The Rise of the Typo: Mediocrity, the Internet, and What it Memes

There’s this famous notion known as infinite monkey theorem.

It posits that if we put enough monkeys in a room with a typewriter they’d eventually produce Shakespeare. Thanks to Twitter, we know this is not the case.


maybe call them nibbles?

Let’s take a big step back though.

About fifteen years ago, technology went on a blind date with the general public. They really hit it off. The GP loved to talk, and technology loved to listen, so when they mated they produced what we currently know as blogs. At first these blogs were innocuous enough, cute baby Internet offspring chronicling their day-to-day, sharing blurbs and bits about their motherboard. However as tools emerged that made the online publishing process accessible to a much larger, less proficient populace, blogs started mating with other blogs, which was horrific because, well, incest. Some blog-on-blog progenies had birth defects: typos, errors in coding, misinformation. Others still proliferated hate posed as freedom of speech. Things got messy, Bartlett’s Law of exponential growth took effect, and they couldn’t stop. That’s when it happened.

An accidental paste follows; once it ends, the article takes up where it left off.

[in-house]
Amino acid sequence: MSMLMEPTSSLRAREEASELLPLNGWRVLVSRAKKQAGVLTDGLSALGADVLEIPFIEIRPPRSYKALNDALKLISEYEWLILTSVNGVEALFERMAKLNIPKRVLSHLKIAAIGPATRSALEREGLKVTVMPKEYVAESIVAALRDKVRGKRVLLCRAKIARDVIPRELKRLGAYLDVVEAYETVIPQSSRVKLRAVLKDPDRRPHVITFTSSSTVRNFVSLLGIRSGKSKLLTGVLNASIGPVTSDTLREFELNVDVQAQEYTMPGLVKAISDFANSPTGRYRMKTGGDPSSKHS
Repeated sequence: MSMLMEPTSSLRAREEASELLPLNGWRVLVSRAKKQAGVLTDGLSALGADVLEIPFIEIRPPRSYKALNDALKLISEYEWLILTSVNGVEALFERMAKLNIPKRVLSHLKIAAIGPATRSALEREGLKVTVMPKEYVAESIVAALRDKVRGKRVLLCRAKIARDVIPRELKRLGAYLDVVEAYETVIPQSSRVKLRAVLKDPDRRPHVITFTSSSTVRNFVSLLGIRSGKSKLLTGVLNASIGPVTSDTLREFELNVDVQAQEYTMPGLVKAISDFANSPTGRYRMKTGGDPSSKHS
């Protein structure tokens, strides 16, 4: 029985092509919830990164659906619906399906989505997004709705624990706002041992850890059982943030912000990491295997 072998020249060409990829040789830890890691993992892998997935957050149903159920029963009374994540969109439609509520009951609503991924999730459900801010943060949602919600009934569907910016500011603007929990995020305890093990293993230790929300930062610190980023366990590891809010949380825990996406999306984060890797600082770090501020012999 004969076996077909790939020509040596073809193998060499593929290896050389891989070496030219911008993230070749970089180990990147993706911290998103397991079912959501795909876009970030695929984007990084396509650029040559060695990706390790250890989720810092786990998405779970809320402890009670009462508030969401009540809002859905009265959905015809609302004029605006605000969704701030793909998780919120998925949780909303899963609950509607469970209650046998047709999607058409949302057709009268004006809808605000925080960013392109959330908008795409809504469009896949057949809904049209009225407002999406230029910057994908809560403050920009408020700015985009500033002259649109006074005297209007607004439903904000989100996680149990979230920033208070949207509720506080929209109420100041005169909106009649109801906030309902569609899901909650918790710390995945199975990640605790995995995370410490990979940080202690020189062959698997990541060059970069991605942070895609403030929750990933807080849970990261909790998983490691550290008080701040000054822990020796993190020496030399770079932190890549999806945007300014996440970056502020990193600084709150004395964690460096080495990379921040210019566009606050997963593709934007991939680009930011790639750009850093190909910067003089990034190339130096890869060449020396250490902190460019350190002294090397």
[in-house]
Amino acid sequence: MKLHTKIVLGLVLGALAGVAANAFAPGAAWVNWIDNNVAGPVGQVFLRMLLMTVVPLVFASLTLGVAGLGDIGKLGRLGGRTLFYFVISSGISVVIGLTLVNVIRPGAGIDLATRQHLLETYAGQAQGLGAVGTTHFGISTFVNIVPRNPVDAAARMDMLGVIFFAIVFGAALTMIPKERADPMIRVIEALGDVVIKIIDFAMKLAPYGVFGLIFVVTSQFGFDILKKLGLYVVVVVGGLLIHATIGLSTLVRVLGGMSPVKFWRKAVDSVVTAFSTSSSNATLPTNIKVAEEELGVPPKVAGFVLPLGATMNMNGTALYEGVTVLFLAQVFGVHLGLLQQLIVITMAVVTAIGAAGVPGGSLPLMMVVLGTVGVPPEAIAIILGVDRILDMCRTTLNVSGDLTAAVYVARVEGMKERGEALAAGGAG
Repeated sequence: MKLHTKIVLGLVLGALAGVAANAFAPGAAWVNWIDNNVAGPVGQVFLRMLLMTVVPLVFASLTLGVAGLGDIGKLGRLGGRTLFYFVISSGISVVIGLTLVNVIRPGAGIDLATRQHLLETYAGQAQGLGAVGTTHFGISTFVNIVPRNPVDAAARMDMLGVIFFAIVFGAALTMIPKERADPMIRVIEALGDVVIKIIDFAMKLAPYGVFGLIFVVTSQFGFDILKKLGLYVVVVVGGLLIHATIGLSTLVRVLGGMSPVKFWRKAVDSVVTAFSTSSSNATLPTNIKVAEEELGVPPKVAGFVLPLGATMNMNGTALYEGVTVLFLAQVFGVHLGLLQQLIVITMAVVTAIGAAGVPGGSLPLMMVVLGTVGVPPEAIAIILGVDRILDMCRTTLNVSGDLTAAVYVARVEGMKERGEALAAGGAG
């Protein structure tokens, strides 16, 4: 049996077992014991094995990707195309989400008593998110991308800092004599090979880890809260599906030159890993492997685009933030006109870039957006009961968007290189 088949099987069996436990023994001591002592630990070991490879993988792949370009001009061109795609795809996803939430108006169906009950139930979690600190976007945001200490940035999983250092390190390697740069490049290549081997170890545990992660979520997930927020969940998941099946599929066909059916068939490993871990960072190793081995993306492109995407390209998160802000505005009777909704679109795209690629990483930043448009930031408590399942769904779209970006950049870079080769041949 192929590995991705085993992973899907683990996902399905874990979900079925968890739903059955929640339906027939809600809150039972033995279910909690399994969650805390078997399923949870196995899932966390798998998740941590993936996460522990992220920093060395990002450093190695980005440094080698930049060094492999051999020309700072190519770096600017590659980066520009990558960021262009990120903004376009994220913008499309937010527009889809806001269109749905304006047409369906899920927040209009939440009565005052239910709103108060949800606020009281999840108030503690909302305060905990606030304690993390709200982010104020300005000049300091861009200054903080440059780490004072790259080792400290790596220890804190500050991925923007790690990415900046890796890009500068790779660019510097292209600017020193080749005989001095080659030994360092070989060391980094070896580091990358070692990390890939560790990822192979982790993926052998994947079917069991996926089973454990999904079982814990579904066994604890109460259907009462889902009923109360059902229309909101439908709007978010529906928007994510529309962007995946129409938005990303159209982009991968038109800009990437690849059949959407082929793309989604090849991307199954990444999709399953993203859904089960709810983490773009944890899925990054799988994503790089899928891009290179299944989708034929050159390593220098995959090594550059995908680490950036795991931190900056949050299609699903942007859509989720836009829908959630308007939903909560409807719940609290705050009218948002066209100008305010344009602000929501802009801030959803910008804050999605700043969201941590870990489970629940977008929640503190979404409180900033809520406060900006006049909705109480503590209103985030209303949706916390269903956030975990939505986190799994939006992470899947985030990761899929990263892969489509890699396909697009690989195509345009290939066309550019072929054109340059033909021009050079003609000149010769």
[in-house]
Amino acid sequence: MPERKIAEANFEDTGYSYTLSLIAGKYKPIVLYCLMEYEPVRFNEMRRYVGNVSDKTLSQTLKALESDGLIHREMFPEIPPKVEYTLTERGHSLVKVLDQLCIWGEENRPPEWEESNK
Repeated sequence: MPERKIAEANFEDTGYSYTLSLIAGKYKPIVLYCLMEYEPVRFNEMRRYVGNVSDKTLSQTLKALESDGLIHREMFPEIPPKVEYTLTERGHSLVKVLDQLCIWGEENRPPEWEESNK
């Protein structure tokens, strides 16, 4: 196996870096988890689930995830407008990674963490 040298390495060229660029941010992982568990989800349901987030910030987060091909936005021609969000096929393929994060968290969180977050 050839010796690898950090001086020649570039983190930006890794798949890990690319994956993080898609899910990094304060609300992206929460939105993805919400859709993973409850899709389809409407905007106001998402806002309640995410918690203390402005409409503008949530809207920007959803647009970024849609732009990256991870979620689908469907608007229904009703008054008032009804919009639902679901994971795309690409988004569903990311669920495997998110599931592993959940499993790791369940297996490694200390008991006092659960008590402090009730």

Creation started moving faster than scrutiny.

From printing cloth to printing paper to Twitter, technology has reshaped the way we read, write, and think, and as the rate of dissemination increases we become increasingly forgiving of mistakes. #orderbs. #whaebs.

Twitter is a bit of a bull in a china shop; we don’t care if someone misses a comma or an apostrophe (or slays the entire English language, cc: Justin Bieber) because most of the information is disposable, because mediocrity is disposable. We expect a bit of doggerel. However, when a publication that prides itself on being “the world’s most meticulously edited magazine” falls victim to blatant oversight, is it safe to assume that the bull has left the china shop and is currently on its way to storm the capital and its letters? While dragging the MLA Handbook or the AP Stylebook into a discussion of online content is obstructive, anachronistic even, is it contentious to wonder if the need for more is slowly obliterating the need for standards (cc: Marina Shifrin)? Not everything is epigrammatic.

A bull is a very dangerous bovine, and unless you find a tree to climb or can turn right on a dime, it very well might kill you. (Or in relation to this discussion, the English language.) Applying dated standards may feel like trying to send an email from a typewriter or trying to decipher emoticons with the Rosetta Stone, but if reading and writing are the stakes, are we kidding ourselves that it doesn’t matter?

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